Creatine Ethyl Ester (CEE) is one of many creatine formulations developed primarily to maximize creatine absorption. One of the latest attempts to more effectively increase intramuscular creatine levels is creatine ethyl ester. Its manufacturers claim that it can by-pass the creatine transporter due to enhanced sarcolemmal (cell membrane of a muscle cell) permeability.
Creatine ethyl ester is heavily promoted as being superior to creatine monohydrate, and is claimed to have higher potency, greater absorption. We found no published data that could justify this allegation. Furthermore, esterified creatine’s stability is compromised in low pH conditions  and rapidly degrades to creatinine in stomach acid .
The purpose of study by Spillane, Mike, et al.  was to examine the effects of creatine ethyl ester supplementation in combination with heavy resistance training for 47 days compared to supplementation with creatine monohydrate (CRM) and a placebo. The recommended maintenance dose for creatine ethyl ester is 5 g. Participants in this study ingested twice the recommended dose of creatine ethyl ester, yet the creatine monohydrate group resulted in significantly higher levels of serum creatine than the CEE group (Fig. 1).
Fig. 1 – Changes in serum creatine concentrations with data expressed as mean (± SD). † indicates significantly higher serum creatine concentrations in CRT when compared to PLA (p = 0.007) and CEE (p = 0.005).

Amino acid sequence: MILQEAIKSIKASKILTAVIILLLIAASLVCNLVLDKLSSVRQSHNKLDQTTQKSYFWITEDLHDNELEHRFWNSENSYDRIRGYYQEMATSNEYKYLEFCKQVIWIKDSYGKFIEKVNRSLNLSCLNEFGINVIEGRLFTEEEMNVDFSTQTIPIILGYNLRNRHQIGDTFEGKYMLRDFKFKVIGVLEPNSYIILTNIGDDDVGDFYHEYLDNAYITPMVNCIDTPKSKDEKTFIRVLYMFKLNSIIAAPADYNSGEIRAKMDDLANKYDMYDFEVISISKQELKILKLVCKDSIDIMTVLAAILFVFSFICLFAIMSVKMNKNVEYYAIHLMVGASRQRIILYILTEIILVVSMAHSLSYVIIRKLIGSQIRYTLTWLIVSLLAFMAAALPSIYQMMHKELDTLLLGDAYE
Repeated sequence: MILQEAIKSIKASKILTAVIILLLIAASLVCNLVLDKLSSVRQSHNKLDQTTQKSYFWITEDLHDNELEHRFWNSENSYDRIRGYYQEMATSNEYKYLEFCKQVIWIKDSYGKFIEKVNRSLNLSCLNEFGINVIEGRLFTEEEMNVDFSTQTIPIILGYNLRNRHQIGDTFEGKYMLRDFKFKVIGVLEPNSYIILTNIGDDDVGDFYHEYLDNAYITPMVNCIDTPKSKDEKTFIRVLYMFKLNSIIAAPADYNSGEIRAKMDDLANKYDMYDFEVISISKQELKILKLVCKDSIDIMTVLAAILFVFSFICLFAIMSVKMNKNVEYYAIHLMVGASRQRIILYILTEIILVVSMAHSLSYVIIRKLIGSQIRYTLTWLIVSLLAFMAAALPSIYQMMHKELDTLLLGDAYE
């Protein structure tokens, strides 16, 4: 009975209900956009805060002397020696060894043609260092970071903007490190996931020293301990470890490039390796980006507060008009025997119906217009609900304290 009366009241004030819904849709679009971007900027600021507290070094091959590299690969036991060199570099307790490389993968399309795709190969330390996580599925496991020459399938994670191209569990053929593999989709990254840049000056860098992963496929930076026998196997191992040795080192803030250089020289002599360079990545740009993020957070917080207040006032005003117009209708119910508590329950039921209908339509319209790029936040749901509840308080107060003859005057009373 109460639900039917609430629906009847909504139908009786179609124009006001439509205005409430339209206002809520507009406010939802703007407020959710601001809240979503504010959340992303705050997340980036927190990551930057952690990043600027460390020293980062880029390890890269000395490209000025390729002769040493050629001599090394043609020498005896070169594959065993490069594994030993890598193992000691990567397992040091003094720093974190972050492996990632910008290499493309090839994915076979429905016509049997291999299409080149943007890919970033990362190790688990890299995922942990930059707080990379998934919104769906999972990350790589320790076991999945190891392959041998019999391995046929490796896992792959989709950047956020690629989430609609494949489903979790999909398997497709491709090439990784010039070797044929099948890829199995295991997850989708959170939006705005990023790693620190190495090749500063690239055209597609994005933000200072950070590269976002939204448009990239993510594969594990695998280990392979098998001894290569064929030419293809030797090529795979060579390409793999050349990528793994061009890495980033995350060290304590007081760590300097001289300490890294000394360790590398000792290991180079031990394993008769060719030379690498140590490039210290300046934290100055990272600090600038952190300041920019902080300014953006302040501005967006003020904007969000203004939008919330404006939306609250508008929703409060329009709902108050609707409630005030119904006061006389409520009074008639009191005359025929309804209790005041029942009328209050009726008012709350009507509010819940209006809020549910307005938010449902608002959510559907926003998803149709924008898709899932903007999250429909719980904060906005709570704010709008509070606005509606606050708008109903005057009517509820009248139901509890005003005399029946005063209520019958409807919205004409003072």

Serum creatinine was significantly greater in the CEE group compared to the placebo (p = 0.001) and CRM (p = 0.001) groups (Fig. 2). Creatinine levels for the creatine monohydrate group were elevated, but stayed within the normal range. 
Fig. 2 – Changes in serum with data expressed as mean (± SD). †
It was concluded that majority of creatine ethyl ester was degraded into creatinine in the gastrointestinal tract after supplementation.
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- Mold, James D., et al. “Creatine ethyl ether.” Journal of the American Chemical Society 77.1 (1955): 178-180.
- Child, R., and M. Tallon. “Creatine ethyl ester rapidly degrades to creatinine in stomach acid.” Abstract presented at 4th annual conference of the ISSN. 2007.
Spillane, Mike, et al. “The effects of creatine ethyl ester supplementation combined with heavy resistance training on body composition, muscle performance, and serum and muscle creatine levels.” Journal of the International Society of Sports Nutrition 6 (2009): 6.